When it comes to preventing spread coronavirus, we are all involved together.
However, when it comes to Canada, each province and region is rather independent.
Each grapples with its own combination of geography and travel patterns – and has responded with its own public health actions – all of which have shaped the spread of the virus.
While British Columbia was the first province to realize the deadly consequences of COVID-19, Quebec has emerged as the epicenter of the Canadian epidemic, with long-term care homes at the forefront.
Meanwhile, Nunavut, the only Canadian jurisdiction free from the corona virus, is struggling to stay that way, because of the stress of the disease that will be placed on the limited health care resources in the region potentially to be disastrous.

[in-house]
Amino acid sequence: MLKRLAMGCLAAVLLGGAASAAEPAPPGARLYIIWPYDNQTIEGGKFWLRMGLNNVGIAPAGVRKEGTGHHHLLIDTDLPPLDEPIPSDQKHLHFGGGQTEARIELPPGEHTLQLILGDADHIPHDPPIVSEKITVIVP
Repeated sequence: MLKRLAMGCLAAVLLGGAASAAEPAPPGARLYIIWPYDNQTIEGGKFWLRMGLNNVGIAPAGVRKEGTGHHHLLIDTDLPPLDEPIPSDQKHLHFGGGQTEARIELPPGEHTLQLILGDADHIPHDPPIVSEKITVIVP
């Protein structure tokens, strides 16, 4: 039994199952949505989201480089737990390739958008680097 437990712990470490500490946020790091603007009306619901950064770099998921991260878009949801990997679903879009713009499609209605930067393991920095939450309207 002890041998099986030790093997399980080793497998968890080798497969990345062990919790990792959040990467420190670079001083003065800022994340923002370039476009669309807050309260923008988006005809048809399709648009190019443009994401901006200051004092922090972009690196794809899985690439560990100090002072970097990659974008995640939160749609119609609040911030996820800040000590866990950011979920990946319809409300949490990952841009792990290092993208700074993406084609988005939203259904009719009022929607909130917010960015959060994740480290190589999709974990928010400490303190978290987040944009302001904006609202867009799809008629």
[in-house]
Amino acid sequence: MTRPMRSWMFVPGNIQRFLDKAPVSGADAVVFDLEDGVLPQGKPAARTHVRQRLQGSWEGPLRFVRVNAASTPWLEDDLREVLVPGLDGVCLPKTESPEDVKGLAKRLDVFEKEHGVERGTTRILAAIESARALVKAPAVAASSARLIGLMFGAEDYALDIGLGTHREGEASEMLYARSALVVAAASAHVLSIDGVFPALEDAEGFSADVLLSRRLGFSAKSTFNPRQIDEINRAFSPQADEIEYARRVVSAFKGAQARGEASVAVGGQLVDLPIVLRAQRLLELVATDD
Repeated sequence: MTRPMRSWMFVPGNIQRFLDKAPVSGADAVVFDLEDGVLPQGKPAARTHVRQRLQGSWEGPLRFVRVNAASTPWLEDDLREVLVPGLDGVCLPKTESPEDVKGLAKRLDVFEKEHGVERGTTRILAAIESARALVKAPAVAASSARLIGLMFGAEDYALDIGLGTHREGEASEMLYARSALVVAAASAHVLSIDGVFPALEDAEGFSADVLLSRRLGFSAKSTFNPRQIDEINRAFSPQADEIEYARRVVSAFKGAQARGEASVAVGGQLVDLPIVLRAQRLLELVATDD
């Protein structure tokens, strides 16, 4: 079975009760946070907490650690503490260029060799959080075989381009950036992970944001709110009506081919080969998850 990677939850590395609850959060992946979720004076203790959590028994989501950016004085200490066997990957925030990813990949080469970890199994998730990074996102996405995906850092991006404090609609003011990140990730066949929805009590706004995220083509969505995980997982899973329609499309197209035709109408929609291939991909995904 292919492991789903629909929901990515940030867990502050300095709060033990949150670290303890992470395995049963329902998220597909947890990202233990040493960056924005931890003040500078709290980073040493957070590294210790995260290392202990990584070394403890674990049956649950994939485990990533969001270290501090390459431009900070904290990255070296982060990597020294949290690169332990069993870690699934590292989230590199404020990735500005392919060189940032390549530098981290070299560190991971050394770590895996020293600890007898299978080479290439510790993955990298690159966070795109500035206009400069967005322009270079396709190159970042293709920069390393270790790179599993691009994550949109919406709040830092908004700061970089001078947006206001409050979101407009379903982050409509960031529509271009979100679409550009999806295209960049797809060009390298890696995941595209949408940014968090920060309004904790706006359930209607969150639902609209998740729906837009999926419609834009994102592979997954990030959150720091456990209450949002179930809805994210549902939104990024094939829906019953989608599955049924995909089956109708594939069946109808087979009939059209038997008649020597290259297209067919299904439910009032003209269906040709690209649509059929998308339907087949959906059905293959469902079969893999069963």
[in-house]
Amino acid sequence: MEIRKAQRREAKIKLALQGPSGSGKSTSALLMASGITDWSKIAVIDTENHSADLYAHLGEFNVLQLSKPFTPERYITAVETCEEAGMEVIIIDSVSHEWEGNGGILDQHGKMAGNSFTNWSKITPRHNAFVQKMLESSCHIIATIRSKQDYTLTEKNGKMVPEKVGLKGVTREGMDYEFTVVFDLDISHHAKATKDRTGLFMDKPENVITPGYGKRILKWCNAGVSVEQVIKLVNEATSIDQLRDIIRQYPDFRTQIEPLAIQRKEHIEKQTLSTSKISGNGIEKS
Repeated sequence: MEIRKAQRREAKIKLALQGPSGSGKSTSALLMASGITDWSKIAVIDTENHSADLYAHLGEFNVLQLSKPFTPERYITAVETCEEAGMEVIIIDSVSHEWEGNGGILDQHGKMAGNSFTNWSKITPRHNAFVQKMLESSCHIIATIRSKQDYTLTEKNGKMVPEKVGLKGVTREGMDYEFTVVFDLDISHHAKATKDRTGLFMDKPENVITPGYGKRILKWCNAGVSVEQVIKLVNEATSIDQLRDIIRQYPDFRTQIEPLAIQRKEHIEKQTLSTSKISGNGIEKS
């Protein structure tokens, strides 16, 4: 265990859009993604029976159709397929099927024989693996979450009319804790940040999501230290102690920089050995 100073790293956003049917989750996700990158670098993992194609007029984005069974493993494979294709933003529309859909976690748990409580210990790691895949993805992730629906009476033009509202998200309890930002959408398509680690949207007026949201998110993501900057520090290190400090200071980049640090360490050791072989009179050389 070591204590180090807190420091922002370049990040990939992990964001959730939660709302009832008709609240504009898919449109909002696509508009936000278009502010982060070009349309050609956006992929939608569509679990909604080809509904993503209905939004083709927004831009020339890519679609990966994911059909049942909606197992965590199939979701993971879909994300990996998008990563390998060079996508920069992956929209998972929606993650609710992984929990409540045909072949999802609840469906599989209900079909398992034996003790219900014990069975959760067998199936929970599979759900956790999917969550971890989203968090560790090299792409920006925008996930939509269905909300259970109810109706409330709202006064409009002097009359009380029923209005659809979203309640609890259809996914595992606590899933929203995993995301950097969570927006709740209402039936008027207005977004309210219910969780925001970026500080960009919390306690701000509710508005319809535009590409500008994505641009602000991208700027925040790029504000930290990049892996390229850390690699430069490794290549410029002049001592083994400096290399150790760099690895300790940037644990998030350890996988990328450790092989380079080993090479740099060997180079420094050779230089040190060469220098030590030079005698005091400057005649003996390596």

Each provincial government struggles with how to balance the need to distance socially with effects on the economy, and as the virus continues to spread this spring and into summer, the effect will feel very different in every corner of Canada.
This is where everything stands now.
BC was the first province to face the deadly consequences of COVID-19 – and also to be the first to show signs of slowing the spread of the virus.
Long before the World Health Organization declared a global pandemic, the specter of the corona virus loomed over BC. in the form of neighboring Washington – the first jurisdiction in North America where a deadly virus was detected.
In the second week of March, cases of COVID-19 did not only spread in BC. at a level that exceeds other provinces, but long-term nursing homes have become a deadly epicenter for the provincial struggle against the virus as happened in neighboring BC in the south.